Mast foot standard

Are any of the brands nearing compatibility yet?

There are a few that seem to be converging on this one similar design (not sure what it is called?) (nolimitz has a great list of example connections)

It would be a power move if some of them standardised. I can imagine a smaller brand with less influence (or a brand that maybe wants to change their design…) to do something that is compatible with something else I especially see this as relevant for the mid range undifferentiated big brand foils (Naish, North, Duotone, Core, Cabrinha etc) who could I guess make an interesting proposition if going with their mast meant you could try other foils. Or if you buy their foils you could upgrade the mast etc

Are there any others that have this connection? How viable is this? (paging mast gurus Nolimitz, Cedrus)

F-one

AFS (only new silk line)


Fanatic have something similar

Mikes lab

Chubanga

ps I know this isn’t at all likely for 2024 or even 2025 given the cost, pissing off customers etc etc etc but I think standards are a certainty over a long enough time horizon

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We’ve made a “standard” foil mast since 2017. A planar butt joint relying on 2 M8 fasteners has proven to be an extremely reliable and cost-effective interface, with very few failures across thousands of adapters in service. Every structural failure of an adapter we’ve seen has been hardware related, and 99% of the time, it’s an M6. We have evolved the joint further with our new ecosystem using super strong/stiff dowel pins for improved alignment and strength. Having studied, and often reverse-engineered every foil connection on the market, we’ve never understood this style of interface. They drive increased cost and complexity into tooling of molded parts, and added machining costs of metallic fittings, without taking any load out of the fasteners. They are basically fancy butt joints. They are not the same as the deep tapered fittings (mortise and tenon) found on Axis and Unifoil, for example. We know some brands think they enable a “thinner” interface, but as we have proven (and based on the fundamentals of fluid dynamics), thickness is not as critical as wetted area when it comes to drag and we would never tradeoff the strength of M8 (or bigger) hardware for a slightly thinner joint of this style. The few fuselages we offer for Cedrus bolt directly to the mast using the same planar interface for a reliable, hassle-free, and arguably even more important: repairable interface.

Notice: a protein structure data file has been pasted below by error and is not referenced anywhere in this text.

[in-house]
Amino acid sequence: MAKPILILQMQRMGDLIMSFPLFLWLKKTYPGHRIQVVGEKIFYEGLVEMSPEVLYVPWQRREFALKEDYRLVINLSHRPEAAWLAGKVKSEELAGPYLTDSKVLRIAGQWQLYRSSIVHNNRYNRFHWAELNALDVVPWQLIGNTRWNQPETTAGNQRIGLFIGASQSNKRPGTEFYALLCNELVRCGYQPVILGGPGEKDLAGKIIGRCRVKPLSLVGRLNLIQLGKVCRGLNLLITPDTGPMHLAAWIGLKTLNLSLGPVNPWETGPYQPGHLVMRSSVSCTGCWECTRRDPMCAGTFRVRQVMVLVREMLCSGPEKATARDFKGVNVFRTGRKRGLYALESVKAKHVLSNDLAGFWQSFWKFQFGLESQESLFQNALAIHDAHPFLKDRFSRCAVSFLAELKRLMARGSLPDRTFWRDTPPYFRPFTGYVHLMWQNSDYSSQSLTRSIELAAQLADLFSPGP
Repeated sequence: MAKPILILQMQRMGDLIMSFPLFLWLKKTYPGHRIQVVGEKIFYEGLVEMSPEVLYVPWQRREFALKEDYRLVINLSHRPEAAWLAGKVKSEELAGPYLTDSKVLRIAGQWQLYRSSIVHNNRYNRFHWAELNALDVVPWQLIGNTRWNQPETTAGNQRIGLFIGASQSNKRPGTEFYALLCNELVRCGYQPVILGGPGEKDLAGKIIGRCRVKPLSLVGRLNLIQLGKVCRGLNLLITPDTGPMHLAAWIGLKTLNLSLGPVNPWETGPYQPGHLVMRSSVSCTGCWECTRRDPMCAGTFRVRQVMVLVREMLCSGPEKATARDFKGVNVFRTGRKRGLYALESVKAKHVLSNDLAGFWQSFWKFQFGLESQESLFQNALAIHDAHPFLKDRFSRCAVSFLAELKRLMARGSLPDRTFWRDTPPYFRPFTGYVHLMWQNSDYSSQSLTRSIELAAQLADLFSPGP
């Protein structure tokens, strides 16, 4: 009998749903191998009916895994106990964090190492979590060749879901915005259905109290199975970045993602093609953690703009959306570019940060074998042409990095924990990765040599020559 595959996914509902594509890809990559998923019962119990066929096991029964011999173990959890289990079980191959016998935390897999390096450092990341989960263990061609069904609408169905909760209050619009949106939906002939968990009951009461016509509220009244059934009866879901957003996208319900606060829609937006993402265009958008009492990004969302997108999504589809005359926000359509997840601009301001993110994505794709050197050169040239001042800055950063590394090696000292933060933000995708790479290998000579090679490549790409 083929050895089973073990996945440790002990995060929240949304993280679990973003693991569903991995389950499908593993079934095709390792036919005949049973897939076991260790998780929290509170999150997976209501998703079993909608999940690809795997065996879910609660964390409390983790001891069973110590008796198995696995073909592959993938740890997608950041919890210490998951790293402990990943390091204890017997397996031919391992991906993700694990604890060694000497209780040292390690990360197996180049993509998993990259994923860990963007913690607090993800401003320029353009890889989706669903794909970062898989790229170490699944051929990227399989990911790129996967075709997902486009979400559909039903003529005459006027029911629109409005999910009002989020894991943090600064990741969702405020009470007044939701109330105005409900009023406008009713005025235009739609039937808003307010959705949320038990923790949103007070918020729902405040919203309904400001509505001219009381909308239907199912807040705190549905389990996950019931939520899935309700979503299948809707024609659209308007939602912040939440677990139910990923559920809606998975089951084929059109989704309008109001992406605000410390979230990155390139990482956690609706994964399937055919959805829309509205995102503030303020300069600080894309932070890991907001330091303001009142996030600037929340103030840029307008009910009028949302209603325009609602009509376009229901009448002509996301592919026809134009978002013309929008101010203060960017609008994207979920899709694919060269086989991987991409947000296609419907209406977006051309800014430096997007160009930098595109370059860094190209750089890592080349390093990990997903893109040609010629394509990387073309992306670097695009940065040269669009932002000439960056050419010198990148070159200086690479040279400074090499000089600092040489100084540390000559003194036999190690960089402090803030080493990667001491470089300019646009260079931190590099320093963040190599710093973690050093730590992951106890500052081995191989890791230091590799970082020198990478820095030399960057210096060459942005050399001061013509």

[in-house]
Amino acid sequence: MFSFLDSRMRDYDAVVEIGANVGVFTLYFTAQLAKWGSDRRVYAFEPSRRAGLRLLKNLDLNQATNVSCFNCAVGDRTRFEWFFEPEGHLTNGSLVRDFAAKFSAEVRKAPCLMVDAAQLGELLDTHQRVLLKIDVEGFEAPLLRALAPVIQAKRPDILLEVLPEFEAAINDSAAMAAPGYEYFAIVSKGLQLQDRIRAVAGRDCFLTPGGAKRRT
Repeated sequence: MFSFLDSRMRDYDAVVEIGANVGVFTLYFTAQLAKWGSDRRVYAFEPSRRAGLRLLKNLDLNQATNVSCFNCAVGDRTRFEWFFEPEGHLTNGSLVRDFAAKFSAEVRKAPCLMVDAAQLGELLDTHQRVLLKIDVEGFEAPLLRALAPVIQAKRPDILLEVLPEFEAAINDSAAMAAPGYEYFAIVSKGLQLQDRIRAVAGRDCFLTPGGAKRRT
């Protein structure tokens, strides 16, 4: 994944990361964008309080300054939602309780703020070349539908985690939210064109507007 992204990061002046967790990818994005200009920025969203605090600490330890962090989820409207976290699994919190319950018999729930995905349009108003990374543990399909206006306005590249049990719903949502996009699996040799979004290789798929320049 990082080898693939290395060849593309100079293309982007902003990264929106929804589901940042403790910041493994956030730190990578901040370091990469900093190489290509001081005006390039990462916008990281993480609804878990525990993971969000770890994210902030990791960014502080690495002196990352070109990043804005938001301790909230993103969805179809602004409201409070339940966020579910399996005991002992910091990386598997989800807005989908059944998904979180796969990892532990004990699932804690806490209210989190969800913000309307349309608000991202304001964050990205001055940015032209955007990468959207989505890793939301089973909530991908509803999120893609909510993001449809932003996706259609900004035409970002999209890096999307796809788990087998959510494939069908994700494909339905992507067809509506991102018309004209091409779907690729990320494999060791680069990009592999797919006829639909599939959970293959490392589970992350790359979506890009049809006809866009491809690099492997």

We’re not betting on the industry standardizing. Obviously, we are betting on the opposite. We are choosing to focus on making the best mast in the world so that there’s no need for the industry to standardize. This will continue to allow and promote innovation in the areas of foil design, and give riders the ultimate freedom when it comes to choosing and evolving their setups.

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By “this” you mean planar butt aka the pictures above found on F-one etc? So a key tradeoff is “thinner” leading to M6 for the planar butt?

Deep tapered fittings (mortise and tenon) found on Axis and Unifoil,

Broadly speaking this is the other category?

Fair enough. Standards going to emerge somewhere just like skateboards, windsurf and everything else ever but the points on which interfaces, when they happen and what the premature optimisation cost are etc.

All of the joints you show above have keyways. None of them are a basic planar interface. Yes, the tradeoff appears to be primarily a thinner mast at the interface by moving the “butt” to the mid-plane of the fuselage (instead of the mast). But the fuselages are so thin, they require M6 hardware.

Broadly speaking, yes the other style of joint is a mortise and tenon tapered fit. There are other more traditional butt joints, especially on aluminum masts, but they are less effective on 16mm thick masts because hardware loads are higher. I would say one of the most innovative interfaces was actually Inde Foil, which had an undercut in the fuselage at the trailing edge of the mast to manage the tensile loads. Pretty cool design, and patented (nice work Cody).